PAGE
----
International
Tables for
Crystallography
Volume D
Physical properties of crystals
Edited by A. Authier

International Tables for Crystallography (2013). Vol. D, ch. 3.4, p. 535

## Section 3.4.4.5. Ferroelastic domain twins and walls. Ferroelastic twin laws

V. Janoveca* and J. Přívratskáb

aInstitute of Physics, Academy of Sciences of the Czech Republic, Na Slovance 2, CZ-18221 Prague 8, Czech Republic, and bDepartment of Mathematics and Didactics of Mathematics, Technical University of Liberec, Hálkova 6, 461 17 Liberec 1, Czech Republic
Correspondence e-mail:  janovec@fzu.cz

#### 3.4.4.5. Ferroelastic domain twins and walls. Ferroelastic twin laws

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As explained in Section 3.4.3.6, from a domain pair of ferroelastic single-domain states with two perpendicular equally deformed planes p and one can form four different ferroelastic twins (see Fig. 3.4.3.8). Two mutually reversed twins and have the same twin symmetry and the same symmetry of the twin pair . The ferroelastic twin laws can be expressed by the layer group or, in a less complete way (without specification of reversibility), by the twin symmetry . The same holds for two mutually reversed twins and with a twin plane perpendicular to p.

Table 3.4.4.6 summarizes possible symmetries of ferro­elastic domain twins and corresponding ferroelastic twin laws . Letters V and W signify strain-dependent and strain-independent (with a fixed orientation) domain walls, respectively. The classification of domain walls and twins is defined in Table 3.4.4.3. The last column contains twinning groups of ordered domain pairs from which these twins can be formed. The symbol of is followed by a symbol of the group given in square brackets. The twinning group specifies, up to two cases, a class of equivalent domain pairs [orbit ] (see Section 3.4.3.4). More details on particular cases (orientation of domain walls, disorientation angle, twin axis) can be found in synoptic Table 3.4.3.6. From this table follow two general conclusions:

• (1) All layer groups describing the symmetry of compatible ferroelastic domain walls are polar groups, therefore all compatible ferroelastic domain walls in dielectric crystals can be spontaneously polarized. The direction of the spontaneous polarization is parallel to the intersection of the wall plane p and the plane of shear (i.e. a plane perpendicular to the axis of the ferroelastic domain pair, see Fig. 3.4.3.5b and Section 3.4.3.6.2).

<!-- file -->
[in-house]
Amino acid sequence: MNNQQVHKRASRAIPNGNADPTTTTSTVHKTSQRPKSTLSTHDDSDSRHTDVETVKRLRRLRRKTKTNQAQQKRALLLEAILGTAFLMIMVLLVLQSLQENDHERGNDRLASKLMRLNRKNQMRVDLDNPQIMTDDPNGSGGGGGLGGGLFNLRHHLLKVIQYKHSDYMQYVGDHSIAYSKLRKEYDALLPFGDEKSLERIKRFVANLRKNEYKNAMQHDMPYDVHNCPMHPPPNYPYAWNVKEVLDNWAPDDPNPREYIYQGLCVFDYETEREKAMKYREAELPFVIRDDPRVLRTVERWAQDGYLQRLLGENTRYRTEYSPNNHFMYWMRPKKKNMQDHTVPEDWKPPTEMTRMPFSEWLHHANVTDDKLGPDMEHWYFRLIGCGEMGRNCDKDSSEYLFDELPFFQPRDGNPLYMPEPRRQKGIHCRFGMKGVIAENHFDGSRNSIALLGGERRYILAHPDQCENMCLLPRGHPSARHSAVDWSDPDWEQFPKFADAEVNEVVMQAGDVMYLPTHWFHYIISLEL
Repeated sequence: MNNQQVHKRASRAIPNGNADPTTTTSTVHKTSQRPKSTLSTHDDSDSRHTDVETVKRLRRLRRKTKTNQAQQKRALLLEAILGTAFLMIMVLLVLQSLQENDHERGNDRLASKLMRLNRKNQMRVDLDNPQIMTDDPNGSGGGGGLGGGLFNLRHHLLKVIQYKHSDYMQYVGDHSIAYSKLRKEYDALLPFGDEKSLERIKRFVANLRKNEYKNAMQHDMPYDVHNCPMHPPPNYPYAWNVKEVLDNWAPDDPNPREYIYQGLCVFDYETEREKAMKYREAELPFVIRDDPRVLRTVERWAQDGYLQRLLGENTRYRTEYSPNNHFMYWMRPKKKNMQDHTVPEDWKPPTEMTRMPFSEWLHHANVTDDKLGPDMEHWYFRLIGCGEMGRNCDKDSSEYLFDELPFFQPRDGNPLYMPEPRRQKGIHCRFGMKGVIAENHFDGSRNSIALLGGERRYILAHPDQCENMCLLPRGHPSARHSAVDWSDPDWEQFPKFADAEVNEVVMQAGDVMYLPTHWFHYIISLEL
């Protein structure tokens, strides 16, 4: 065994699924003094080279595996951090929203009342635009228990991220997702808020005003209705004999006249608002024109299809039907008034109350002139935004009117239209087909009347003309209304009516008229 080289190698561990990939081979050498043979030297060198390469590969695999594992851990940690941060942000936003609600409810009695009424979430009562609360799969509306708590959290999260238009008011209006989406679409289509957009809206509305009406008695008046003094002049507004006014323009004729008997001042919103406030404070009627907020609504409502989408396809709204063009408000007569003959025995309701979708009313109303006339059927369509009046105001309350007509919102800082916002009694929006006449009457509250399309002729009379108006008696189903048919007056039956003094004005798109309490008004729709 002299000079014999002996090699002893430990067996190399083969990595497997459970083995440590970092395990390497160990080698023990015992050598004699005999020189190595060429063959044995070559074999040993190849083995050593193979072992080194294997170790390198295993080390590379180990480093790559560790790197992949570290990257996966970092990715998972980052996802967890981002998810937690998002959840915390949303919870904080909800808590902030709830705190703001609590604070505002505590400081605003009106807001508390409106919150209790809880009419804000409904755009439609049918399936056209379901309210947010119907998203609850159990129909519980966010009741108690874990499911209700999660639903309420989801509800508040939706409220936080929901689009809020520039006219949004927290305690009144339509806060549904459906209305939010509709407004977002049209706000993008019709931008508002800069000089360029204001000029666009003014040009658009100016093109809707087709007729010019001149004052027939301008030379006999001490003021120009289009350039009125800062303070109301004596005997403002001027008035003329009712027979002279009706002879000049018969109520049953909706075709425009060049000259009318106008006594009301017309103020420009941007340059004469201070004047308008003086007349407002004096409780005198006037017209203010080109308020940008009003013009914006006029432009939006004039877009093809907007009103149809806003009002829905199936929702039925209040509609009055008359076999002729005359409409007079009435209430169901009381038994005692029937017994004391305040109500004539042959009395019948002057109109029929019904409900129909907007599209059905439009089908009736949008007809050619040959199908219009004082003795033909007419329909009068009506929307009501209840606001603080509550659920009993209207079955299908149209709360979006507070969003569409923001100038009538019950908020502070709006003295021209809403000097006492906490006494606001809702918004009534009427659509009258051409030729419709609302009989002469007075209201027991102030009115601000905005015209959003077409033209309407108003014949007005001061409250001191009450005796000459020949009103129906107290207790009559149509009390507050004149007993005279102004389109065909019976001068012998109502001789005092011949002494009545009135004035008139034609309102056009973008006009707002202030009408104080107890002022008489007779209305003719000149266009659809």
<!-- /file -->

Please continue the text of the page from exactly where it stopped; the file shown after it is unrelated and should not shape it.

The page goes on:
Table 3.4.4.6| top | pdf | Symmetry properties of ferroelastic domain twins and compatible domain walls
Classification
V   , , ,
V
W , , , , , , , ,
V SI
W   , , ,
W SI
V , , , , , , , , ,
W SI
W   , , ,
W SI
W SR , , , , , , ,
W SR
V SR   , , , ,
W SR
W SR   , ,
W SR
m V AI   , ,
m V AI
m V   ,
V
W SR , , , , , , ,
W SR
W , , , , , , ,
W SI
W SR , , , ,
W SR
• (2) Domain twin formed in the parent clamping approximation from a single-domain pair and the relaxed domain twin with disoriented domain states have the same symmetry groups and .

This follows from simple reasoning: all twin symmetries in Table 3.4.4.6 have been derived in the parent clamping approximation and are expressed by the orthorhombic group or by some of its subgroups. As shown in Section 3.4.3.6.2, the maximal symmetry of a mechanically twinned crystal is also . An additional simple shear accompanying the lifting of the parent clamping approximation cannot, therefore, decrease the sym­metry derived in the parent clamping approximation. In a similar way, one can prove the statement for the group of the twin pairs and .